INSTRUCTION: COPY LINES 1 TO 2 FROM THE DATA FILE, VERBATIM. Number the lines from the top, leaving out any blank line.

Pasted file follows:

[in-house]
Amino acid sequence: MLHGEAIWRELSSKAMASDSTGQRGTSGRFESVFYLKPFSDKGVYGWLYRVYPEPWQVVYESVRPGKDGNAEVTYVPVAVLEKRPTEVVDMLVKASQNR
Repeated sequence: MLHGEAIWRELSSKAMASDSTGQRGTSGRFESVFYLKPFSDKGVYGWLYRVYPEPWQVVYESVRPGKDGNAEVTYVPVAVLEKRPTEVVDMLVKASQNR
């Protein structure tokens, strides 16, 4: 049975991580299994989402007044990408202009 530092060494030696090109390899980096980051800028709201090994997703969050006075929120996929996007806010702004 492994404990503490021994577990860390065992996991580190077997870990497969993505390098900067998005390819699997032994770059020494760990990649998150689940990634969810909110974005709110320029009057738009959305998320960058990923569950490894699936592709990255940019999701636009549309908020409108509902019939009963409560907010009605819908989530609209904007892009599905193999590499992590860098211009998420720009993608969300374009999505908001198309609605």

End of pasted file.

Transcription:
[in-house]
Amino acid sequence: MLHGEAIWRELSSKAMASDSTGQRGTSGRFESVFYLKPFSDKGVYGWLYRVYPEPWQVVYESVRPGKDGNAEVTYVPVAVLEKRPTEVVDMLVKASQNR